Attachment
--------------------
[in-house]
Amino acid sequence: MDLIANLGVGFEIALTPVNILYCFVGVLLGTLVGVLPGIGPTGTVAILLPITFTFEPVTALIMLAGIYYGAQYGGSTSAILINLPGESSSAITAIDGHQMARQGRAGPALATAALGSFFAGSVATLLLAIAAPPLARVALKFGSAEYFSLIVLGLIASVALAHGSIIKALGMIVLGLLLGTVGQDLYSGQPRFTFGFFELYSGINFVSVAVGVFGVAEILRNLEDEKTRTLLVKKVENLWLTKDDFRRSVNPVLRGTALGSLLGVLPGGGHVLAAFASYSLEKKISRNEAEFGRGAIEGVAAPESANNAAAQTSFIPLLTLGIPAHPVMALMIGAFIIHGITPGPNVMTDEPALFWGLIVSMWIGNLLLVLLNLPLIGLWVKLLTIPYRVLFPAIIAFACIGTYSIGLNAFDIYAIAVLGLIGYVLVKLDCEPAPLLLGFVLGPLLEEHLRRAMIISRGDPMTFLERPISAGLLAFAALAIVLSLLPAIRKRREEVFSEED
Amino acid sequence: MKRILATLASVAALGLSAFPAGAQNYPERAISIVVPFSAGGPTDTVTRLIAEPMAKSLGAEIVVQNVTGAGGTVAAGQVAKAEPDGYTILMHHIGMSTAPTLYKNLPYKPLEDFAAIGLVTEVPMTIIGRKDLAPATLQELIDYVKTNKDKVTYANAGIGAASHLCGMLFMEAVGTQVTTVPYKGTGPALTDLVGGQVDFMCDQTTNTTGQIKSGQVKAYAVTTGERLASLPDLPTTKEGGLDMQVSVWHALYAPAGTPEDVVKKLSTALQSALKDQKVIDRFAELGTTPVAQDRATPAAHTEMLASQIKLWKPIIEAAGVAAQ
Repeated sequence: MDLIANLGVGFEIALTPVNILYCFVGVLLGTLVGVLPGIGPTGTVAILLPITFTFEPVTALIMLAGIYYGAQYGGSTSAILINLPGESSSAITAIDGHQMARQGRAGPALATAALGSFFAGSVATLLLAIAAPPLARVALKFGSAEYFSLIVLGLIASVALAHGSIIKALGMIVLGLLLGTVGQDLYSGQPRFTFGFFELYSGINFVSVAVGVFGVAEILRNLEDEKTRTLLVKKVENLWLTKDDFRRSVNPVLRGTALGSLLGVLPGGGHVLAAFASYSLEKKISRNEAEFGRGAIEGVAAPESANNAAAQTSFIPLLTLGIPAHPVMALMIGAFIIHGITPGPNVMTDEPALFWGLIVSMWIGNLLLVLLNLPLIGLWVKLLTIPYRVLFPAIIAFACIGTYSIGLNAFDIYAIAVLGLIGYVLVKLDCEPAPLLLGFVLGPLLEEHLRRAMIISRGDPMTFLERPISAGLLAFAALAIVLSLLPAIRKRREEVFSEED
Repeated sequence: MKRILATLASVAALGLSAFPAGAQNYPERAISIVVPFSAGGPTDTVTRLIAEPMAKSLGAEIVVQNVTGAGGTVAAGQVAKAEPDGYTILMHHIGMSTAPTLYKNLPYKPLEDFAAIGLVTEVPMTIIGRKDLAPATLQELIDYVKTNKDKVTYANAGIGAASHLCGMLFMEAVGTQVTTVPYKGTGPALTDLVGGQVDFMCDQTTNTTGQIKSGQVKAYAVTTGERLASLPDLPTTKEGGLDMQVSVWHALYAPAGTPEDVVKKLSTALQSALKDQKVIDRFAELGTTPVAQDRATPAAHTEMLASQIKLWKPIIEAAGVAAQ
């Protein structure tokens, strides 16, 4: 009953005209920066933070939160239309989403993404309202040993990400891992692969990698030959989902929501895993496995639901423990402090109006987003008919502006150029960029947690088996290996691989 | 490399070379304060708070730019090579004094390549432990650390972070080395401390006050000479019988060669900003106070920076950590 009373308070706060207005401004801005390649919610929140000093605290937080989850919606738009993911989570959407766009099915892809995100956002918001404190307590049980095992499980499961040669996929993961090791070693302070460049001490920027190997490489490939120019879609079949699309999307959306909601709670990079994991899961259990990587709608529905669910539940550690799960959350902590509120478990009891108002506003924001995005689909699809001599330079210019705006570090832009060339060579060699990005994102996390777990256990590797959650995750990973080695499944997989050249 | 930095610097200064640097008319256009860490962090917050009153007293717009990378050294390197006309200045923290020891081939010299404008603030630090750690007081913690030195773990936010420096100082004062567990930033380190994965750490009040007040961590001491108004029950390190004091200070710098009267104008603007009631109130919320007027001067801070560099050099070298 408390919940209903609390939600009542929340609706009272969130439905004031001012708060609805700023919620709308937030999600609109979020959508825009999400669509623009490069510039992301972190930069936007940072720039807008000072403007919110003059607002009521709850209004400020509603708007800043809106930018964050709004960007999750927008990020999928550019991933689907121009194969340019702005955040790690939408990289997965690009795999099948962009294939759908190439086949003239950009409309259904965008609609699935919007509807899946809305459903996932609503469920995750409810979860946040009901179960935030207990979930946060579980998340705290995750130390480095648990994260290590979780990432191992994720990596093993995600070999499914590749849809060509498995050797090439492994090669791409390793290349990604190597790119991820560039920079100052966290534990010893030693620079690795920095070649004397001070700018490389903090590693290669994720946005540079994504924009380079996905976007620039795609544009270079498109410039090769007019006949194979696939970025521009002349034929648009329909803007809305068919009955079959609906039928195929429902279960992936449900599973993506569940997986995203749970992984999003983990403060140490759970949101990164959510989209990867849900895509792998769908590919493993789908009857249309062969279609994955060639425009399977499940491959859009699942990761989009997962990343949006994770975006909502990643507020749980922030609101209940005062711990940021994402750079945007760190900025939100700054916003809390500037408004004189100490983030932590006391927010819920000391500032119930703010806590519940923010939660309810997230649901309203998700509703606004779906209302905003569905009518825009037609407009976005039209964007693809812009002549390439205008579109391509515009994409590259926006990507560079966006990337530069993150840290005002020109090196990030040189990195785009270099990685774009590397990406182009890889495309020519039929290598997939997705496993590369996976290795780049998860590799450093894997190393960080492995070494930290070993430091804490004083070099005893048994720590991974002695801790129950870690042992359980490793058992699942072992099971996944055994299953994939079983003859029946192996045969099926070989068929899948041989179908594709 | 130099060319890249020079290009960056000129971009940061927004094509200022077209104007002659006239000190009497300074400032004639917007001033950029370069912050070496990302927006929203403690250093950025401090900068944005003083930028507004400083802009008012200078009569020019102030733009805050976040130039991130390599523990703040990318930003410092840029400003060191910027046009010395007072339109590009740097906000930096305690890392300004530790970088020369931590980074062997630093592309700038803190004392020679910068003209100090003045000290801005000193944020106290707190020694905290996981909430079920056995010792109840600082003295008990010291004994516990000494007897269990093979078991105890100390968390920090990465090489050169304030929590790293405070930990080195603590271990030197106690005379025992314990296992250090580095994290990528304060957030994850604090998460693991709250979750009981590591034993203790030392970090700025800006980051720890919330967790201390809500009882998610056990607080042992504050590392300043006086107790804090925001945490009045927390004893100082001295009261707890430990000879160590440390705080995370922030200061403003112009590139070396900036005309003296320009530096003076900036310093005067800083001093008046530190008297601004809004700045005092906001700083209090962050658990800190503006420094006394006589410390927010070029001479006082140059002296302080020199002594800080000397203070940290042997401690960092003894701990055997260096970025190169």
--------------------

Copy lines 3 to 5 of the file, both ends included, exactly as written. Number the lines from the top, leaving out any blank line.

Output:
Amino acid sequence: MKRILATLASVAALGLSAFPAGAQNYPERAISIVVPFSAGGPTDTVTRLIAEPMAKSLGAEIVVQNVTGAGGTVAAGQVAKAEPDGYTILMHHIGMSTAPTLYKNLPYKPLEDFAAIGLVTEVPMTIIGRKDLAPATLQELIDYVKTNKDKVTYANAGIGAASHLCGMLFMEAVGTQVTTVPYKGTGPALTDLVGGQVDFMCDQTTNTTGQIKSGQVKAYAVTTGERLASLPDLPTTKEGGLDMQVSVWHALYAPAGTPEDVVKKLSTALQSALKDQKVIDRFAELGTTPVAQDRATPAAHTEMLASQIKLWKPIIEAAGVAAQ
Repeated sequence: MDLIANLGVGFEIALTPVNILYCFVGVLLGTLVGVLPGIGPTGTVAILLPITFTFEPVTALIMLAGIYYGAQYGGSTSAILINLPGESSSAITAIDGHQMARQGRAGPALATAALGSFFAGSVATLLLAIAAPPLARVALKFGSAEYFSLIVLGLIASVALAHGSIIKALGMIVLGLLLGTVGQDLYSGQPRFTFGFFELYSGINFVSVAVGVFGVAEILRNLEDEKTRTLLVKKVENLWLTKDDFRRSVNPVLRGTALGSLLGVLPGGGHVLAAFASYSLEKKISRNEAEFGRGAIEGVAAPESANNAAAQTSFIPLLTLGIPAHPVMALMIGAFIIHGITPGPNVMTDEPALFWGLIVSMWIGNLLLVLLNLPLIGLWVKLLTIPYRVLFPAIIAFACIGTYSIGLNAFDIYAIAVLGLIGYVLVKLDCEPAPLLLGFVLGPLLEEHLRRAMIISRGDPMTFLERPISAGLLAFAALAIVLSLLPAIRKRREEVFSEED
Repeated sequence: MKRILATLASVAALGLSAFPAGAQNYPERAISIVVPFSAGGPTDTVTRLIAEPMAKSLGAEIVVQNVTGAGGTVAAGQVAKAEPDGYTILMHHIGMSTAPTLYKNLPYKPLEDFAAIGLVTEVPMTIIGRKDLAPATLQELIDYVKTNKDKVTYANAGIGAASHLCGMLFMEAVGTQVTTVPYKGTGPALTDLVGGQVDFMCDQTTNTTGQIKSGQVKAYAVTTGERLASLPDLPTTKEGGLDMQVSVWHALYAPAGTPEDVVKKLSTALQSALKDQKVIDRFAELGTTPVAQDRATPAAHTEMLASQIKLWKPIIEAAGVAAQ